Data from Hawaii’s four counties show a pronounced uptick in the number of people requesting absentee mail-in ballots for this year’s primary election on Aug. 11.
Rex Quidilla, election administrator for Honolulu, said about 150,000 mail-in ballots were put in the mail in recent days. That’s a 16 percent increase over the roughly 129,000 Oahu voters who asked for mail-in ballots in the 2016 primary election.
Since 2014 a majority of Hawaii voters have chosen to vote absentee either by mail or by visiting absentee walk-in centers. In the 2016 primary 62 percent did. This year absentee walk-in balloting polling places run from July 30 to Aug. 9.
The 150,000 absentee ballots issued represent only the first, albeit largest batch of mail-ins to go out as more voters are expected to request absentee ballots. The deadline to request a mail-in ballot for the primary is Aug. 4, seven days before Election Day, so the total will continue to rise.
“We haven’t seen a number like this for a primary before,” Quidilla said.
The increase is even sharper on the Garden Isle, the county with the smallest population. Lyndon Yoshioka, Kauai County election administrator, said his office mailed out approximately 12,100 mail-in ballots Wednesday. That’s about 26 percent more than the approximately 9,600 mail-in ballots that were issued to voters in the 2016 primary.
Absentee mail-in ballot requests are also rising in Maui and Hawaii counties.
Maui County election administrator Shirley Magarifuji said her staff mailed out 25,179 ballots July 13. Magarifuji did not have the number of absentee requests from 2016, but said it’s more than the absentee mail-out requests received in the 2016 general.
Hawaii County election officials could not be reached for comment, but the state Office of Elections reported there were 37,776 ballots mailed out Tuesday. That’s also a whopping increase from the 2016 primary, when there were 26,967 absentee mail-in and absentee walk-in ballots combined recorded.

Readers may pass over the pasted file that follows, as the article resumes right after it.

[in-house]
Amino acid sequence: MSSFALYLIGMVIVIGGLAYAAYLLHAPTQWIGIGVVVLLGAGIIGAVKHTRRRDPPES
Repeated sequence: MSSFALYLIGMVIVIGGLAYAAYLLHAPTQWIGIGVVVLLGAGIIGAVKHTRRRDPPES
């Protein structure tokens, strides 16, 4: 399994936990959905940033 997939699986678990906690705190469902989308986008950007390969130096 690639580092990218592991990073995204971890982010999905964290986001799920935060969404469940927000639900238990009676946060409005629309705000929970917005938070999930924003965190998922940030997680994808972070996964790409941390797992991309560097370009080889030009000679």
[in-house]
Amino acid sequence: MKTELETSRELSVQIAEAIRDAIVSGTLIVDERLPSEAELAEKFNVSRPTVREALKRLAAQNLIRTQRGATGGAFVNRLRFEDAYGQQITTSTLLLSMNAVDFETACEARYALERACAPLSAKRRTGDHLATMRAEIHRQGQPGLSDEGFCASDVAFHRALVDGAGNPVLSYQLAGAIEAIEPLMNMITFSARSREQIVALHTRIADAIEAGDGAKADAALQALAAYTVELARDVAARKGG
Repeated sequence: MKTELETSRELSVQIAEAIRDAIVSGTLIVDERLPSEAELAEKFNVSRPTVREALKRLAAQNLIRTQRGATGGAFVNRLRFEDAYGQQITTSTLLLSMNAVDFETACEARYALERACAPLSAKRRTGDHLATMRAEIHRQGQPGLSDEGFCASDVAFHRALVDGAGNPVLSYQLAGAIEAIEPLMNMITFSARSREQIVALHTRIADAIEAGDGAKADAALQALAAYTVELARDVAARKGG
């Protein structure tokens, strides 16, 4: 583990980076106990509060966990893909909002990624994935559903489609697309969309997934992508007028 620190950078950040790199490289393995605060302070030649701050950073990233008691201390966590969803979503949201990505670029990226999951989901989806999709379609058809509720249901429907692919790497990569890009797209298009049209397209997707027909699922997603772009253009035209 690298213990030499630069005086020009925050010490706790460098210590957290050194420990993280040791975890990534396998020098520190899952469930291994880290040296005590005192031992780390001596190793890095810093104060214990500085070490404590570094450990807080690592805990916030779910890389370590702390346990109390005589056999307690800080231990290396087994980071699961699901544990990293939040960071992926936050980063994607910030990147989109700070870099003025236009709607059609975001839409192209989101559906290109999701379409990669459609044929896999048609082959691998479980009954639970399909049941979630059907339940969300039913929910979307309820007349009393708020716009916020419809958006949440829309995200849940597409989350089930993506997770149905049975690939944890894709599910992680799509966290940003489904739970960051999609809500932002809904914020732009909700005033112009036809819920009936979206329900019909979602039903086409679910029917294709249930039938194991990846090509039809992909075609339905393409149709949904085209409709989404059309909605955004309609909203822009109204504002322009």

Quidilla said absentee mail-in ballots are issued to any registered voter who wants one. That would include all who voted via absentee mail-in in 2016, those who have asked to be placed on absentee mail-in status permanently and those requesting an absentee mail-in ballot for only this election, he said.
Yoshioka said he’s happy to see the popularity of absentee mail-in voting continuing to grow. “I guess people are getting more familiar and comfortable with voting by mail, and a jump in the numbers is good,” he said.
Soon the state will test broadening the vote-by-mail method by sending ballots to all voters on Kauai.
Gov. David Ige this year signed into law Act 182, which requires Kauai County to distribute mail-in ballots to all voters for both the primary and general elections in 2020. Voters would still be able to walk in and vote, or return their completed ballots at special drop-off sites.
“More people are going to be familiar with voting by mail when we do roll out the pilot project,” Yoshioka said.
Mail-in voting, in general, is credited with increasing voter participation.
Besides that, all-mail elections would make the jobs of election officials easier, particularly when it comes to logistics, Yoshioka said. Kauai County has had more difficulty than usual finding the necessary number of Election Day poll worker volunteers. About 250 are needed, and he’s short by about two dozen, he said.
To volunteer to help on any island, go to the Office of Elections website at elections.hawaii.gov.